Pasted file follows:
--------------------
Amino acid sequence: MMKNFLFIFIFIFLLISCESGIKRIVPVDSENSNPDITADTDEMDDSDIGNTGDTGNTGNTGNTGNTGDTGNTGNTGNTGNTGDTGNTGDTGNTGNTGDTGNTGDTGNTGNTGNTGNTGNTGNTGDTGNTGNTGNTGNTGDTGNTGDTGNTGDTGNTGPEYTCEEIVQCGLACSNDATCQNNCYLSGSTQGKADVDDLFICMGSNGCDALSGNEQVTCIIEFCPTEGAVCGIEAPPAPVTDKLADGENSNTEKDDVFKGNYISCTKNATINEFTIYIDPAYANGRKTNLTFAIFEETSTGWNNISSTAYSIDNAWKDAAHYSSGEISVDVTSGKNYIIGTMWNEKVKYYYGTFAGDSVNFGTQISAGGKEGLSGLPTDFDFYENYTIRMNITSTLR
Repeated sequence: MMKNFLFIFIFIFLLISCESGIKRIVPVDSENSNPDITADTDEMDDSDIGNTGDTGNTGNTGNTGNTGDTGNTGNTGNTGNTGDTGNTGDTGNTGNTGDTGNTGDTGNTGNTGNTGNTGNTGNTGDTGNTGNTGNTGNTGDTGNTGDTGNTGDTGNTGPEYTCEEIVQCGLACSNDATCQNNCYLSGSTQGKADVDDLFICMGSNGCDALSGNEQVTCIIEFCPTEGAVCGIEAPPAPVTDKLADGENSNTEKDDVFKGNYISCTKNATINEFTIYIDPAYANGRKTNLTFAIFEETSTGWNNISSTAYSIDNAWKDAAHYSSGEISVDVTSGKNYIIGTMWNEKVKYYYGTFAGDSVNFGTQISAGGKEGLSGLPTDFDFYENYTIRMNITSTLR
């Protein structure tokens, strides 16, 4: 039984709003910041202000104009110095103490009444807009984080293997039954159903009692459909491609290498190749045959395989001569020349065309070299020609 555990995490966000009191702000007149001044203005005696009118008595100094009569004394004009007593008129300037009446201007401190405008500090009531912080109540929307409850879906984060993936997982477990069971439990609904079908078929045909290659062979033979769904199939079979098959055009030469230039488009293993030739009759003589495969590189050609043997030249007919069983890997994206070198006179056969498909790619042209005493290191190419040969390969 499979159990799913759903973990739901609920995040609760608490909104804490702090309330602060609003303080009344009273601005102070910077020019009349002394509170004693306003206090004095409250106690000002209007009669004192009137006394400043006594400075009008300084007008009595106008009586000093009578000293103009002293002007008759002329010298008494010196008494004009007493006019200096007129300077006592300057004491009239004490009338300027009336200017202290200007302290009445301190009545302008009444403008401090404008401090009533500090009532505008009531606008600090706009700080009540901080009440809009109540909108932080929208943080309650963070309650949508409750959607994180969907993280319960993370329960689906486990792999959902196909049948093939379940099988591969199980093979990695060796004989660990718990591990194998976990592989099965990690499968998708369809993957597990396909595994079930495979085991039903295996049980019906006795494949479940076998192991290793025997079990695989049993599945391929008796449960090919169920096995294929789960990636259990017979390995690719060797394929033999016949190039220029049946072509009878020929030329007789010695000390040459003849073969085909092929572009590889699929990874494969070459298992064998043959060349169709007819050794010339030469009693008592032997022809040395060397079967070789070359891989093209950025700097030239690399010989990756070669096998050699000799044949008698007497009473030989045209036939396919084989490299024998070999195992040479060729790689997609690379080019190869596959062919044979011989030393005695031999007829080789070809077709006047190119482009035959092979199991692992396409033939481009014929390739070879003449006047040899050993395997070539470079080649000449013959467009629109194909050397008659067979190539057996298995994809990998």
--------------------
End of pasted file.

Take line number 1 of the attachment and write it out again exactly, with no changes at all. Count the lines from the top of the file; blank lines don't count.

Amino acid sequence: MMKNFLFIFIFIFLLISCESGIKRIVPVDSENSNPDITADTDEMDDSDIGNTGDTGNTGNTGNTGNTGDTGNTGNTGNTGNTGDTGNTGDTGNTGNTGDTGNTGDTGNTGNTGNTGNTGNTGNTGDTGNTGNTGNTGNTGDTGNTGDTGNTGDTGNTGPEYTCEEIVQCGLACSNDATCQNNCYLSGSTQGKADVDDLFICMGSNGCDALSGNEQVTCIIEFCPTEGAVCGIEAPPAPVTDKLADGENSNTEKDDVFKGNYISCTKNATINEFTIYIDPAYANGRKTNLTFAIFEETSTGWNNISSTAYSIDNAWKDAAHYSSGEISVDVTSGKNYIIGTMWNEKVKYYYGTFAGDSVNFGTQISAGGKEGLSGLPTDFDFYENYTIRMNITSTLR